This article highlights findings from CoinDesk Research's new Q1 2017 State of Blockchain report, focusing on data around the growth of bitcoin's blockchain.
Born from math, bitcoin is a game of numbers.
Transactions have a size of ~500 bytes, blocks are limited to 1 MB and blocks can only be published after a puzzle is solved, a process that occurs via algorithm once every ~10 minutes.
The facts that underlie the current bitcoin protocol, set years before transactions could ever be called 'expensive', set the stage for the 'scaling debate' we've watched unfold ever since. Proposals have since developed to decrease transaction sizes, remove the block size limit and move transactions off of the main bitcoin blockchain, all in the name of boosting capacity.
Amid this indecision, the network itself has adapted.
As bitcoin miners can control the transactions they include in proposed blocks, and users can pay to have their transactions included, a fee market has developed to incentivize the inclusion of transactions into blocks.
Still, opinions on scaling solutions and alternate cryptocurrencies aside, objective data from the Q1 2017 tells a different story. Transaction numbers, block sizes and transaction fees on the bitcoin blockchain each reached all-time highs in the first quarter of 2017, proving the demand to use the network is now larger than ever.
Here's a closer look at the situation in three charts:
1. Nearly 300k transactions occurred on the bitcoin blockchain every day
Transactions on the bitcoin network have grown consistently since inception, and over 40% since a year ago.
Future growth however is limited due to bitcoin's current block size maximum and transaction size minimum, leading to a ceiling on the number of new transactions that can be added to its blockchain per day, one that bitcoin has now nearly reached.
2. Increased transactions lead bitcoin blocks to average 92% of their 1 MB capacity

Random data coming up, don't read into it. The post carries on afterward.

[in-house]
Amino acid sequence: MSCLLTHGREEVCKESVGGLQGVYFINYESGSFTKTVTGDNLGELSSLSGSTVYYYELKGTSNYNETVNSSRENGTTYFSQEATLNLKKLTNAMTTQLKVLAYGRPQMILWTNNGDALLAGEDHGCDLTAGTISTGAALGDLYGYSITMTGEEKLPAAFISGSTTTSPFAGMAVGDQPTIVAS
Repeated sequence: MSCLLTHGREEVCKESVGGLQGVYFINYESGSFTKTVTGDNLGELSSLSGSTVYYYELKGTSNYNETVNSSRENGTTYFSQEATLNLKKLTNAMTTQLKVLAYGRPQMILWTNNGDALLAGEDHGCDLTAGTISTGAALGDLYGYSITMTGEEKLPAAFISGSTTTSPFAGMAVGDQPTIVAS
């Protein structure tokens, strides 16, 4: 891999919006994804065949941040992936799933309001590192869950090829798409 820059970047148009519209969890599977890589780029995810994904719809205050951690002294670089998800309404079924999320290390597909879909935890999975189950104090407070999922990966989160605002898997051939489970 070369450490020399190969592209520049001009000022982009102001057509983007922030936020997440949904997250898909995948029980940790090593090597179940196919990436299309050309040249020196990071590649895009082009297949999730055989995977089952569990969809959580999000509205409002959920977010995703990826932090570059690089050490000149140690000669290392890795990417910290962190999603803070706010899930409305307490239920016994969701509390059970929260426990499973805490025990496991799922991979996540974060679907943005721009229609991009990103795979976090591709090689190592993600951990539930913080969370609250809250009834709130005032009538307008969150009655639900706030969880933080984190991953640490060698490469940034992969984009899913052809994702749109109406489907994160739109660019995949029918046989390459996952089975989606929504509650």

Blocks have logically followed transactions to within bytes of their maximum capacity.
The pace has continued to increase as the year has progressed, and last month the daily average block size did not drop below 0.95 MB, leaving little to no room for transactions without considerable fees for miners.
3. Rising transaction volumes and block sizes lead fees to average over $.60 each
One of the aspects of the current state of bitcoin most dear to the community and the experience of any future user is transaction fees.
Not too many years ago, transactions on the bitcoin network were called 'free' or 'near free' and paying a fee was truly seen as optional. In the first quarter of 2017, however, average transaction fees grew 155% to $0.62, and began to rise at an increasing pace at quarter end.
On 7th June, fees averaged over $5.00.
Without a doubt, the bitcoin network is now more congested than ever.
Transaction numbers and block sizes are up against their limits and fees have reached unprecedented levels. As such, some of the major proposals are making an effort to mitigate user cost. Others argue that this is a sign of health and interest in the network.
While it's too soon to know which vision for the network will play out, the support, execution and timing of any action will markedly effect the future of transaction numbers, fees, decentralization, user growth, alternative blockchains and the entire industry.
View CoinDesk Research's full Q1 2017 State of Blockchain for more analysis on the bitcoin network as well as the results of our bitcoin and ethereum sentiment survey.
Clogged sink image via Shutterstock
The leader in news and information on cryptocurrency, digital assets and the future of money, CoinDesk is a media outlet that strives for the highest journalistic standards and abides by a strict set of editorial policies. CoinDesk is an independent operating subsidiary of Digital Currency Group, which invests in cryptocurrencies and blockchain startups. As part of their compensation, certain CoinDesk employees, including editorial employees, may receive exposure to DCG equity in the form of stock appreciation rights, which vest over a multi-year period. CoinDesk journalists are not allowed to purchase stock outright in DCG.